Results from DirectIndustry search reveal documents of interest. Finding specific information within the documents does not require browsing or printing multiple pages untargeted information.
A new service now allows engineers to search PDF (portable document format) catalogues by key word to quickly find specific information without having to view or print large numbers of pages. Recently launched by Direct Industry,the search engine instantly isolates the required text or datasheet from catalogues up to hundreds of pages in length.
Pat Enzler, a recent user and R & D engineer with Nilfisk Advance stated, "I go online to save time, so it can be frustrating to have to download and print out big PDF files when there's probably only one or two pages that interest me. This kind of service is great. It's what the Internet is all about."
Corentin Thiercelin, DirectIndustry CEO, explained, " This demonstrates our principle of organizing information intuitively to engineers for fast and effective research."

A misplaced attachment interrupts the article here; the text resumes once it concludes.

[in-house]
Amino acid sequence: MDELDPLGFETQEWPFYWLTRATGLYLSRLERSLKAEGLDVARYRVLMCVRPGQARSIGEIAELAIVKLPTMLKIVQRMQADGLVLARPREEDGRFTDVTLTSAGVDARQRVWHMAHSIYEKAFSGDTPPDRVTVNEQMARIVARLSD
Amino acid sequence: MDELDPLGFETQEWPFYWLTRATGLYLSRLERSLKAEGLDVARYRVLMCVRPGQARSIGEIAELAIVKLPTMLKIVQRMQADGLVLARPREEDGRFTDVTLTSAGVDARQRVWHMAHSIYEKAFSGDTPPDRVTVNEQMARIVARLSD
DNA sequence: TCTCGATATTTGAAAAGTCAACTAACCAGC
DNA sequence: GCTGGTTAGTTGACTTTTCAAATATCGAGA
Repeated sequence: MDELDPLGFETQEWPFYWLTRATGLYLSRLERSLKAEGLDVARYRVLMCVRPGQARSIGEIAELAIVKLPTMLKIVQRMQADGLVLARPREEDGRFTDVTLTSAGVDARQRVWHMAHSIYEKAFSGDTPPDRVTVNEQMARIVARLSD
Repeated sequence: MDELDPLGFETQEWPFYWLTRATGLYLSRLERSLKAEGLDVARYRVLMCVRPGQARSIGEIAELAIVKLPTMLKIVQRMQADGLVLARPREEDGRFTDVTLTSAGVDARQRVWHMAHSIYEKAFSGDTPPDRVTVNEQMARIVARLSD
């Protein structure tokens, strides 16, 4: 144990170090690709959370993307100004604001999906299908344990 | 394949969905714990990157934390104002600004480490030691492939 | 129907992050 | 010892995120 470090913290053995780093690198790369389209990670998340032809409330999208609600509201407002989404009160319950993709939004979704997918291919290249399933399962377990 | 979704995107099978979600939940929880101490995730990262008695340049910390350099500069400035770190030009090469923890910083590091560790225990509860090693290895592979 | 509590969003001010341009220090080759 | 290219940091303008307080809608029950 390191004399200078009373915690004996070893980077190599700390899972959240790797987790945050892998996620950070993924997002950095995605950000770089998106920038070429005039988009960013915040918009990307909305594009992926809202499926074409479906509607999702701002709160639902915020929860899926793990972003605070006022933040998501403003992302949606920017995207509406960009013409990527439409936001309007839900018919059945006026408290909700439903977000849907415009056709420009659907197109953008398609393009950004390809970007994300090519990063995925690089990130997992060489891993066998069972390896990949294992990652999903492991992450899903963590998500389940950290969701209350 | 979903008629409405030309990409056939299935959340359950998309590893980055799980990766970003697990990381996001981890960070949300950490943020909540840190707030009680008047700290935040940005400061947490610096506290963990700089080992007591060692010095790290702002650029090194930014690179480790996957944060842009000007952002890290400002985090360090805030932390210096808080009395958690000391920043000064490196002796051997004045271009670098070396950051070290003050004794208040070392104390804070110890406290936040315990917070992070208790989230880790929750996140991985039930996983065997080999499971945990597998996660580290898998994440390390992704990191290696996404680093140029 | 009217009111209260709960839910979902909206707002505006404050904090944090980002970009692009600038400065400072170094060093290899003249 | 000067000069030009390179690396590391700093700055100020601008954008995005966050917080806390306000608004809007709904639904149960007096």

Each search generates a summary of relevant pages, which enables users to quickly select the most pertinent information. A convenient tool bar allows users to print out a page of interest, browse the surrounding ones, or send an email request directly to a manufacturer.
Initial feedback from users is positive. For example, Richard Brazee, with the R&D department of Invensys Process Inc., offered, "I don't want a catalog and a whole load of paper — I just want specific information that's buried in there somewhere. This is a nice step in the right direction and saves me a lot of time."
The service is free for participating companies and uses existing content. When participants download PDF files to DirectIndustry, data otherwise buried within the document becomes accessible to its target audience. The service saves times for users because original images are converted from PDFs into JPGs.
With more than two million professionals sourcing more than 4600 global brands in 22 industrial categories every month, DirectIndustry has become an effective means of connecting engineers with manufacturers.
To check it out for yourself, visit www.DirectIndustry.com